• Inside ownership: The founders need to have a large equity stake in the business so they have skin in the game. That's why Lynch has personal money in all of Counterpoint Global's products-he says you have no business managing a product if you don't invest in it personally.
  • Culture: Are people taking ownership in this business? Are they hands-on? Do they care? In Lynch's experience, a culture of ownership is a must to succeed with long-term investments.

Lynch's bottom-up, company-specific investments are largely driven by the data instead of the news cycle. While interest rates certainly matter, he acknowledges that investors don't have a lot of control.

"If you tell me the market's overvalued in aggregate, it doesn't help me make a decision about one company I'm looking at," Lynch explains. "If you think interest rates are going up and you build a portfolio around that thought, and you're wrong, you've got to change your whole portfolio," he adds.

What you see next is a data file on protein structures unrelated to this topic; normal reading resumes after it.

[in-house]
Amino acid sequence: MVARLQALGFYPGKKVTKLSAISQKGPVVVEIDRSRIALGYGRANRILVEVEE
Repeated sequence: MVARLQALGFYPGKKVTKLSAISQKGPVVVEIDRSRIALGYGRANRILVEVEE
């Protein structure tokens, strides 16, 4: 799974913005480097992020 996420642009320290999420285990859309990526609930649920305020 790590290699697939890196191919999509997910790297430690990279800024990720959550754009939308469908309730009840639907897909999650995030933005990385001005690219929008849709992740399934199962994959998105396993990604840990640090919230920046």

Instead of focusing too much on macroeconomics, Lynch's team makes individual judgments about companies one by one. Since factors like the Fed are largely unknowable, Lynch's investment approach focuses on what's in his control.

3. Betting on winners of the pandemic market

With investments in Shopify, Zoom, Twilio, and other pandemic-friendly brands, Lynch saw an unbelievable surge in his investments in mobile-first companies.

The thing is, Lynch had holdings in these companies long before 2020. "2020 was an exceptional time, obviously. We were relatively fortunate in a tough time for everybody," Lynch says.

Ten years ago, Lynch invested in big companies like Apple, Google, Facebook, and Amazon. But around 2018, he shifted his perspective. He saw more opportunities in young companies that could experience significant growth.

"There were some really interesting young companies in some of the areas that have benefited more recently, not just from COVID, but from sector growth," Lynch says. For example, Lynch invested in SaaS and eCommerce three years before COVID because he saw promise in the technology's time and cost efficiencies.